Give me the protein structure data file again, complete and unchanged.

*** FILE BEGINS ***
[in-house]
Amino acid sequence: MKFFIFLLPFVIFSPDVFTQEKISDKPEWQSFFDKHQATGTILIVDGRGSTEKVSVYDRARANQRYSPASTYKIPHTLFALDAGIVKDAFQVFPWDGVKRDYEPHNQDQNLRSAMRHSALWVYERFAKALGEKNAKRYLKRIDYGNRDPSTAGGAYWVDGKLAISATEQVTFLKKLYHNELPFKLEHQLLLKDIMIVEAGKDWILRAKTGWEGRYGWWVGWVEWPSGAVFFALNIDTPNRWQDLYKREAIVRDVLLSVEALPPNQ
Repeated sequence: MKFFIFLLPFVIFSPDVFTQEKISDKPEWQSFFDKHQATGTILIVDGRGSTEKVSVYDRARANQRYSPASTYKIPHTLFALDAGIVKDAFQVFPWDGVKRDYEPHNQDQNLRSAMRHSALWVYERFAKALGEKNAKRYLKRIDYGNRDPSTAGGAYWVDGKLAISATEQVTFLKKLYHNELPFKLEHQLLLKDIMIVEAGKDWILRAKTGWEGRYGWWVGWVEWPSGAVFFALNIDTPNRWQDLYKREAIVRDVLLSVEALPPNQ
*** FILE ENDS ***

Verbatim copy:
[in-house]
Amino acid sequence: MKFFIFLLPFVIFSPDVFTQEKISDKPEWQSFFDKHQATGTILIVDGRGSTEKVSVYDRARANQRYSPASTYKIPHTLFALDAGIVKDAFQVFPWDGVKRDYEPHNQDQNLRSAMRHSALWVYERFAKALGEKNAKRYLKRIDYGNRDPSTAGGAYWVDGKLAISATEQVTFLKKLYHNELPFKLEHQLLLKDIMIVEAGKDWILRAKTGWEGRYGWWVGWVEWPSGAVFFALNIDTPNRWQDLYKREAIVRDVLLSVEALPPNQ
Repeated sequence: MKFFIFLLPFVIFSPDVFTQEKISDKPEWQSFFDKHQATGTILIVDGRGSTEKVSVYDRARANQRYSPASTYKIPHTLFALDAGIVKDAFQVFPWDGVKRDYEPHNQDQNLRSAMRHSALWVYERFAKALGEKNAKRYLKRIDYGNRDPSTAGGAYWVDGKLAISATEQVTFLKKLYHNELPFKLEHQLLLKDIMIVEAGKDWILRAKTGWEGRYGWWVGWVEWPSGAVFFALNIDTPNRWQDLYKREAIVRDVLLSVEALPPNQ